Published in the Toronto Star, February 2, 2015
When a prime minister announces one of the most draconian anti-terrorism bills in his nation’s history — and does this not in the national legislature, but at an election-type campaign stop in a riding his party hopes to hold in a looming election — Canadians should be worried about the democratic stability of the country.
In introducing this new legislation, Prime Minister Stephen Harper again said that “we are at war with the Islamic State” — language U.S. President Barack Obama has explicitly warned against on the grounds that it will likely lead to overreaction. But overreaction, it seems, is exactly what Harper is hoping for. He appears to be trying to raise the level of fear in order to railroad through measures that will violate the very democratic values they are purportedly meant to protect.
This law is so bad one has to wonder about the true motives behind it.
There are many troubling aspects of the Tories’ anti-terror bill, but perhaps none more so than the undoing of the essential separation between intelligence gathering and police investigation. The law would effectively turn CSIS into a police force that can engage in acts that would otherwise be a violation of the Charter and the Canadian Constitution. All CSIS need do to use these new powers is secure a “disrupt threat” warrant from a judge, which would allow the agency to take a broad variety of actions to reduce any real or perceived threat to the security of Canada. And that doesn’t just include traditional ideas of terrorism. It also means perceived threats to economic or fiscal stability, critical infrastructure or the security of other states. These broad new powers evoke the latitude one finds in a war measures law.
While lawful advocacy, protest, dissent and artistic expression are excluded, how will we know the extent to which these fundamental Canadian democratic rights will be protected? After all, the bill contains no guarantee of Parliamentary oversight of these new powers.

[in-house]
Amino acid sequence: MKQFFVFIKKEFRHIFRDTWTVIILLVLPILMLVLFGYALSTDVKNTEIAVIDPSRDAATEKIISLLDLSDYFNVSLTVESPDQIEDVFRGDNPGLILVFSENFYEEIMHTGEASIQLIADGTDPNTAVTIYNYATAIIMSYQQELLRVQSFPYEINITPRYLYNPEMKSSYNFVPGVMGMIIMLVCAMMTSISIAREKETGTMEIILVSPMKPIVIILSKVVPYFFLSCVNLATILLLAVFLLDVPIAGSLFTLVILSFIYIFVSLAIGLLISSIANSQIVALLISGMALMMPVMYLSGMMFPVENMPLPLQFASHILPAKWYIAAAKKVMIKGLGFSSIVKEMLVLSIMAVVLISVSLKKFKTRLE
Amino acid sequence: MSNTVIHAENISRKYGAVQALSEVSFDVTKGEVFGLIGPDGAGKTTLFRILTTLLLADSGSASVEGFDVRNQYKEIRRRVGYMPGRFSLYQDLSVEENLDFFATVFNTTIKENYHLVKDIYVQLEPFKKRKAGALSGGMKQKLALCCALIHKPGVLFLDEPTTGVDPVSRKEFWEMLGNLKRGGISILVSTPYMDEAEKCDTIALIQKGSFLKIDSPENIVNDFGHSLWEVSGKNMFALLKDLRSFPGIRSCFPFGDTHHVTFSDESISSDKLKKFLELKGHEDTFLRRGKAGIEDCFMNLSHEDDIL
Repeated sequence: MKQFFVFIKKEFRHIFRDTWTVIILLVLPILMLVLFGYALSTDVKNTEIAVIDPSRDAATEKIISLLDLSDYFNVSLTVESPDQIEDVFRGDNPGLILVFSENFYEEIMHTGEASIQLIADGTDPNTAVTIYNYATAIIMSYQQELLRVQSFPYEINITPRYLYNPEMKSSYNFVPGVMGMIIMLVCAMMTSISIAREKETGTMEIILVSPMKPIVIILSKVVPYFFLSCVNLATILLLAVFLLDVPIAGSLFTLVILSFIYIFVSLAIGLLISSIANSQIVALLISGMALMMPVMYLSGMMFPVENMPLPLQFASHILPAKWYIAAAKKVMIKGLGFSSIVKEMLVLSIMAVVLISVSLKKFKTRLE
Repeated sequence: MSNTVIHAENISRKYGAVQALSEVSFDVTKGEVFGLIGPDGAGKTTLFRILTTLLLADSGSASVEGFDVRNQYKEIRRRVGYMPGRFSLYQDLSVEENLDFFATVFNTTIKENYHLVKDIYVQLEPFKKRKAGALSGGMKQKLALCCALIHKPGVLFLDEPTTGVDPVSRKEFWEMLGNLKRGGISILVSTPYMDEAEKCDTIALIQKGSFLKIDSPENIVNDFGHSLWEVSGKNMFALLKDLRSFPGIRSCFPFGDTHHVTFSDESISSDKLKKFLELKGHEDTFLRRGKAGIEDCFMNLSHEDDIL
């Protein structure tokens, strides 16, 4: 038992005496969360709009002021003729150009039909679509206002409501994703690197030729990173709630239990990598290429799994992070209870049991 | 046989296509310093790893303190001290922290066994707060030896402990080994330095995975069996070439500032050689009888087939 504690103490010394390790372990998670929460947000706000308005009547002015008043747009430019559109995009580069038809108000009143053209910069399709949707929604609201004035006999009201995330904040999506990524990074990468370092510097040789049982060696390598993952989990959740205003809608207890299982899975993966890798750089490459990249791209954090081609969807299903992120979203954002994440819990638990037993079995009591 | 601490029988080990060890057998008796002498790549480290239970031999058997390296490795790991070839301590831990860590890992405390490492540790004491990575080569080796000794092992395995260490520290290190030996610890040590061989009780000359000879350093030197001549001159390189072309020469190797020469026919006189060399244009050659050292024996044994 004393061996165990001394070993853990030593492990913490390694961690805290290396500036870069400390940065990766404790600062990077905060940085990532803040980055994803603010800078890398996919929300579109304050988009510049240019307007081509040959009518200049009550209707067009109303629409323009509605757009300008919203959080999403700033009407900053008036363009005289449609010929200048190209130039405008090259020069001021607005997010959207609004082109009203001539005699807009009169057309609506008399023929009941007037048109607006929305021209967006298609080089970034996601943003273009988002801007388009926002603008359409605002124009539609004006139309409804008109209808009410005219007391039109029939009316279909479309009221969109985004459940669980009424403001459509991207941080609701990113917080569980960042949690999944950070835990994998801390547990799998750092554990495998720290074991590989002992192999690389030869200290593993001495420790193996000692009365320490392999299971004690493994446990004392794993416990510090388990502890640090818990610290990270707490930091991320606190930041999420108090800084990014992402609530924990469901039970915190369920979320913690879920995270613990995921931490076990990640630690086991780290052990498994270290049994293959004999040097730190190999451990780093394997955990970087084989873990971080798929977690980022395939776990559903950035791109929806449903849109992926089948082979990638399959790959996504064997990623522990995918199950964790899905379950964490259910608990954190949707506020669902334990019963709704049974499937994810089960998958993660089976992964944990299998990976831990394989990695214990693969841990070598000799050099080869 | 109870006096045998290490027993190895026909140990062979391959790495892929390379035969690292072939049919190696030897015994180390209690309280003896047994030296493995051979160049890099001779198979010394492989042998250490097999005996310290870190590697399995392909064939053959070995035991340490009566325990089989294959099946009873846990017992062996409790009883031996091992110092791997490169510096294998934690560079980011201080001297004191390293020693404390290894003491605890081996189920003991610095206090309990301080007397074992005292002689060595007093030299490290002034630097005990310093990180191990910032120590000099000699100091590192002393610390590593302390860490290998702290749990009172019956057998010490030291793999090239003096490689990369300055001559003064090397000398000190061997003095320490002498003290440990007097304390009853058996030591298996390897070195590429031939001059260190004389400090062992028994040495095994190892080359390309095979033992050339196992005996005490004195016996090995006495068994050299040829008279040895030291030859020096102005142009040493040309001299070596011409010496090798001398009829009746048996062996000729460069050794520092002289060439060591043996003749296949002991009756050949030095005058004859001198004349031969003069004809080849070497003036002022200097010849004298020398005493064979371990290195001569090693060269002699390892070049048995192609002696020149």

It is well documented that CSIS watchdog SIRC, with its limited reporting function, has not been able to provide effective oversight of the powers that CSIS currently has, let alone the vastly expanded proposed powers. Add to that the additional reach the bill would give to other organizations such as the Canadian Border Security Agency, and the need for an overarching Parliamentary oversight body could hardly be starker. The UK, the U.S., Australia and New Zealand, all “Five Eyes” allies have such a body to watch over and rein in their respective security apparatuses.
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There is also little in the proposed law that indicates on what evidentiary basis the courts can be made to violate the very Constitution they are charged with upholding. The whole structure of the judicial oversight of CSIS “disrupt threat” requests may itself be deemed unconstitutional by the Supreme Court. While CSIS will not be able to make arrests or detain individuals, there is now virtually no separation between intelligence gathering and police investigation. Canada’s spy agency is about to be given powers to intervene in a range of quite possibly unconstitutional ways, which is ironic given that CSIS was created in part to prevent the reoccurrence of similar abuses by the RCMP.
This law is so bad one has to wonder about the true motives behind it. The fact that the prime minister and Public Safety Minister Steven Blaney have repeatedly (and bewilderingly) rejected calls to introduce an obviously needed guarantee of Parliamentary oversight of these new powers suggests a potential profoundly immoral political strategy. Did the government deliberately structure the proposed law to be unpalatable even to a largely sympathetic opposition? After all, that would allow the Tories to label their opponents “soft on terror” in the run-up to an election.
Playing such unseemly politics with the safety and civil liberties of Canadians deserves to be harshly repudiated.